Breaking Down the ‘White Lotus’ Finale & the Show’s Unexpected Success

Let's talk about "Departures," the season finale of HBO's buzziest new show.

HBO The White Lotus Finale Explained
Murray Bartlett as Armond in HBO’s The White Lotus. Photograph by Mario Perez/HBO

Warning: The following contains spoilers for HBO’s The White Lotus

Lost amid the slow-burn obscurity and tropical Succession-on-Xanax vibes of HBO’s The White Lotus  is the reminder that this is a murder mystery at its core. You’ll remember way back in the first episode, “Arrivals,” we were tipped off to the inevitable tragedy that was to occur at the resort. One can be forgiven for being lulled into a false sense of security what with Belinda’s (Natasha Rothwell crushing it all season) deep-tissue massages and Quinn’s (Fred Hechinger) daily ocean vista wake ups. Sunlit wealth porn is intoxicating, to say the least.

Yet over the course the show’s six-episode run audiences have continued to cast suspicion on each and every character at one time or another. In the end, however, Occam’s Razor prevails. The fates of these intertwined characters were sealed from the very moment they arrived and the most obvious outcome came to pass.

The finale “Departures” concludes with Shane (Jake Lacy) accidentally stabbing Armond (Murray Bartlett, earning every ounce of that forthcoming Emmy statue) after the hotel manager broke into his room and, uhh, left him a parting gift in his suitcase. Really, this was the only way the story could play out. Armond had been circling the drain all season and his conflict with the hotel’s resident rich Mama’s boy was the most suitable vehicle for creator Mike White’s endgame. But rather than feel unfulfilled by the unsurprising development, The White Lotus uses it to twist the knife in its ongoing searing exploration of class and wealth.

Shane gets off scot-free (admittedly, it was unintentional, but we were all rooting for that douchebag to be punished) in what becomes a thesis statement for the finale. Rachel (Alexandra Daddario), embracing her own agency as recently as last episode, slinks back to him in the end. Tanya (Jennifer Coolidge, great all season) dashes Belinda’s dreams in favor of her own romantic chase. Kai’s (Kekoa Scott Kekumano) life is ruined after Paula (Brittany O’Grady) Lady Macbeth-ed him into breaking into the Mossbacher’s room. The incident, and by proxy his suffering, brings the despicable “it’s hard to be a white guy right now” Mossbacher clan closer together. (How great was Steve Zahn this season?)

The tragicomedy ends with the rich winning, succeeding and thriving while everyone else who exists in the real world in the shadow of the 1% losing or getting screwed over. Welcome to the hellscape that is modern economics. May I interest you in a coupon for being treated as a second class citizen for the rest of your life?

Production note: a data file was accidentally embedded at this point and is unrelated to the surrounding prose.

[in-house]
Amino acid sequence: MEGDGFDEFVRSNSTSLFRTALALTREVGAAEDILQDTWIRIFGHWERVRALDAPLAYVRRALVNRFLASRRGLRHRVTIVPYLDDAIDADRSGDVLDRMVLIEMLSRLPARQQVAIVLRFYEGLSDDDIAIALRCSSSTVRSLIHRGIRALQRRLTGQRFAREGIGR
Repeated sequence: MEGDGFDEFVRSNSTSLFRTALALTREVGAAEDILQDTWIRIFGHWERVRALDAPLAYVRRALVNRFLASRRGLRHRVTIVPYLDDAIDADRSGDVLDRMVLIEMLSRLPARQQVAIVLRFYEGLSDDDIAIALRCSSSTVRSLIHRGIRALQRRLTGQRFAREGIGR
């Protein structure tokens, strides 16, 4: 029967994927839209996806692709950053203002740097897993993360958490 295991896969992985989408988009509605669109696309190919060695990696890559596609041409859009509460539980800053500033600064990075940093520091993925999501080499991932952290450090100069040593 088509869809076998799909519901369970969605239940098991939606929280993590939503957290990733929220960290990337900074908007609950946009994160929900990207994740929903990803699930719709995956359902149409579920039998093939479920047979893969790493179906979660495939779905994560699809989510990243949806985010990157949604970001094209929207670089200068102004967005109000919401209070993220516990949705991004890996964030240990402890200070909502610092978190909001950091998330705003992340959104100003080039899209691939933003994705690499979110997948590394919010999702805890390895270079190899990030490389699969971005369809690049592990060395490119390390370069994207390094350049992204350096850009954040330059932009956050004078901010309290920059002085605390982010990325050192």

The White Lotus Finale Explained Recap Spoilers
Jake Lacy, Alexandra Daddario, Molly Shannon in HBO’s The White Lotus. Photograph by Mario Perez/HBO

The White Lotus has been a deliberately uncomfortable but often engrossing watch. That discomfort works for the quirky satirical humor and bits of the drama. But it’s so obscure and vague at times that it can feel like a series of disparately connected shorts rather than a series. Vignettes of malaise and misery interspersed with ASMR flavorings. Was it entertaining? Absolutely. But was it also an esoteric, glacially paced downer? That’s fair to say, too. So is it surprising that HBO has doled out a second season order for the limited series?

The show is averaging less than 500,000 live linear viewers on HBO, ranking 14th among HBO’s active shows (not canceled or concluded even if they’re in the offseason). In the key 18-49 demo, it ranks 13th in raw live linear viewership for the premium cable network. But currently ranking #1 among all series on HBO Max, The White Lotus has achieved consistent week over week growth for both premiere and digital audience, leading into the finale episode, per HBO. However, no specific viewership stats have been provided so we don’t really know what that means. 

Conventional wisdom would suggest that something more sturdy and traditional such as Mare of Easttown or The Undoing would be the recipients of a renewal. Yet despite The White Lotus‘ malleable disposition, it appears to have developed into a buzzy oft-discussed hit across linear and streaming.

“Crash and burn,” Armond snarls before snorting a line of Ketamine that will ultimately drop the question mark from his fate. That may be the decisive end for his character, but The White Lotus is on the opposite trajectory. Breaking Down the ‘White Lotus’ Finale & the Show’s Unexpected Success